Sunday, March 30, 2008
Some of L (note the shoes I wore this morning and her surprisingly good attempts to walk in them):
Here are a couple fun ones of E:
Tuesday, March 25, 2008
First, if you’re family and checking in to see what the girls wore on Easter, I’m sorry. Not as sorry as I was when Robert, E. and I were throwing up violently all of Easter weekend, but sorry nonetheless. I feel like our greenish tinge and old pajamas make us look less than celebratory. Maybe next week, I’ll be able to post some cute pictures of the girls in their Easter attire, because we’ll be celebrating with them next weekend. (L just felt bad all weekend, but her body appeared willing to accept at least some food).
Anyway, we had a family incident last night. Rob was sitting with the girls at the table, talking with them while they ate (he and I are both feeling better, but not so much like eating). I was cleaning in the living room when I heard him say “Oh, E, don’t put that apple in your nose.” Naturally, I looked up in time to see E, who had been, apparently, rubbing a piece of apple against her nose, decide that “Yes! What a good idea, Daddy! I will, in fact, stick this fingertip sized chunk of apple up my nose!” I was also watching 30 seconds later when she realized that the sensation of apple in one’s nose is not necessarily as pleasant as she had initially imagined. When she began her hysterical crying, Rob and I both rushed over and attempted to extract the offending fruit, but this caused E to cry harder and snort the apple further up into her nose. L continued to calmly eat while keeping her eyes glued to the scene unfolding before her. You could tell she totally thought it was better than the Baby Einstein videos they get to watch in the car. I got E calmed down and we did what we always do when we have a medical question about one of our daughters- we called Rob’s dad. God bless my father-in-law, who always refrains from rolling his eyes and mentioning that if he had known about the sort of issues his grown children would be calling about when they had children, he might have done another fellowship in pediatric ear, nose and throat, because his orthopedic and hand fellowships were a little vague on the exact steps one takes when a toddler snorts something up her nose. He was, as always, gracious to us when he suggested watchful waiting and seeing how E. felt. Which just then, was, as near as we could tell as she was turning the volume on our stereo system way, way up, completely fine.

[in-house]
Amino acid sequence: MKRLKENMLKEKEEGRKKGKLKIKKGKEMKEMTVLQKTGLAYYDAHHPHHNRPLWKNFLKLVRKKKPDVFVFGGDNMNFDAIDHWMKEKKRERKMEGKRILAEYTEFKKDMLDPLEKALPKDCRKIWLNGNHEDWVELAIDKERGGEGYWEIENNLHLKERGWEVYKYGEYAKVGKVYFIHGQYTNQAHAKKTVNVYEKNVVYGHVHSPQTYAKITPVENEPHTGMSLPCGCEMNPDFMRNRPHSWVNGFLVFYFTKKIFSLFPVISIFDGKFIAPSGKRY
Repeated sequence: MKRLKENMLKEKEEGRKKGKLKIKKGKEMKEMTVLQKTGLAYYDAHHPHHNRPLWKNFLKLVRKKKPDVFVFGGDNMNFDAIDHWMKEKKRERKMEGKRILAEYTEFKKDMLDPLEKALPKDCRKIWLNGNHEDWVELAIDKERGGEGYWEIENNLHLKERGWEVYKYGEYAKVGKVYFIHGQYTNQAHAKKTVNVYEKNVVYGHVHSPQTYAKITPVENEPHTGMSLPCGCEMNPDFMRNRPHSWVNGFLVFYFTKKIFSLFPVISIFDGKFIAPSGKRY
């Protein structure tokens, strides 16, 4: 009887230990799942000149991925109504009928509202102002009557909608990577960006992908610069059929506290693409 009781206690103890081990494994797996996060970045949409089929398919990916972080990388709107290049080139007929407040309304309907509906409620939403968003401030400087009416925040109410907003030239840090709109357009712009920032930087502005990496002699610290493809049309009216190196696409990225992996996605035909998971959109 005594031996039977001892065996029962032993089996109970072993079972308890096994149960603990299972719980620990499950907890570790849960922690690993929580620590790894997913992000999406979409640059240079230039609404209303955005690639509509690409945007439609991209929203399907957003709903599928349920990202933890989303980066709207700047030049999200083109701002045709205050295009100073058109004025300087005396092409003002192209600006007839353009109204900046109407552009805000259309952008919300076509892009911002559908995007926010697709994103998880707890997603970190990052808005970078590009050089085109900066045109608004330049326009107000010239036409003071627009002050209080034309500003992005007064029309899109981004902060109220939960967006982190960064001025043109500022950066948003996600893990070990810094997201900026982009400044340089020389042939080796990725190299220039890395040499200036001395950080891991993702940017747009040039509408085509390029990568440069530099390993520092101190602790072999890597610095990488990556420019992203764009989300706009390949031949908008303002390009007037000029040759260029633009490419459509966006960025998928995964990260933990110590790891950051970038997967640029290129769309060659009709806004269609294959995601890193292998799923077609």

About half and hour after we put her down, she began calling “Uh-oh, Mama! Uh-oh!” which is my usual cue that a.) Donkey has fallen out of the crib as he mysteriously does from time to time or b.) the barrette we use to hold her hair out of her eyes while she sleeps has come out. But when I went in, she pointed at the nose and said “Nose apple, Mama,” in a sad little voice. So I brought her back out into the living room and Rob got out the otoscope his dad had left at our house in one of his previous home visits as our personal ENT. E was initially pretty excited, because she loves what the girls’ favorite pediatrician at their new practice calls the “ear looker.” And she was even game when her dad used it to look up her nose. However, when he spotted the apple and got out the tweezers and attempted to remove it, things turned ugly. She was crying, I was crying. Several calm downs and repeated failed attempts at apple extraction later, she eventually snorted the apple far enough back that we could no longer see it and immediately fell into an exhausted slumber, vowing never to tell Mommy if nose apple was troubling her again. Another call to Rob’s dad confirmed that probably the apple would dissolve on its own and unless E seemed in pain or to have an infection, he would not be overly concerned. Not overly concerned, but I would guess thinking about how he might change his phone number or require his sons to begin calling him only during normal business hours unless they actually needed him to examine a possible broken bone.
There was no evidence of the nose apple this morning and E didn’t say anything about it when she got up. I assumed, even, that she didn’t remember. But when she woke up early from her nap this afternoon (unusual, because L usually gets up first), and we were cuddling on the couch, she looked up at me and said sadly, “Mama, Daddy bite nose. Daddy bite nose.” Not thinking, I laughed and asked, “When did Daddy bite your nose, sweetie?” It hit me as I was telling Rob about it later, that your dad putting tweezers in your nostril probably feels a little like a bite (not to be critical of Robert’s surgical technique or anything). So we had a good laugh about how what E is probably telling church nursery workers about what goes on in our house and what they must think of us. Here's a picture of E a few months ago wearing my nursing cover, currently in use by my sister, as a toga and another of E and the much talked about "Donkey." Who may look much like Eeyore to many of you. You will notice one of E's violent preferences in this picture: when her dad is wearing athletic socks, which now that he's professor-ing, he pretty much only does on weekends, E likes to make him put a pair on her also, which I think gives her a cool 80's toddler in leg warmers look.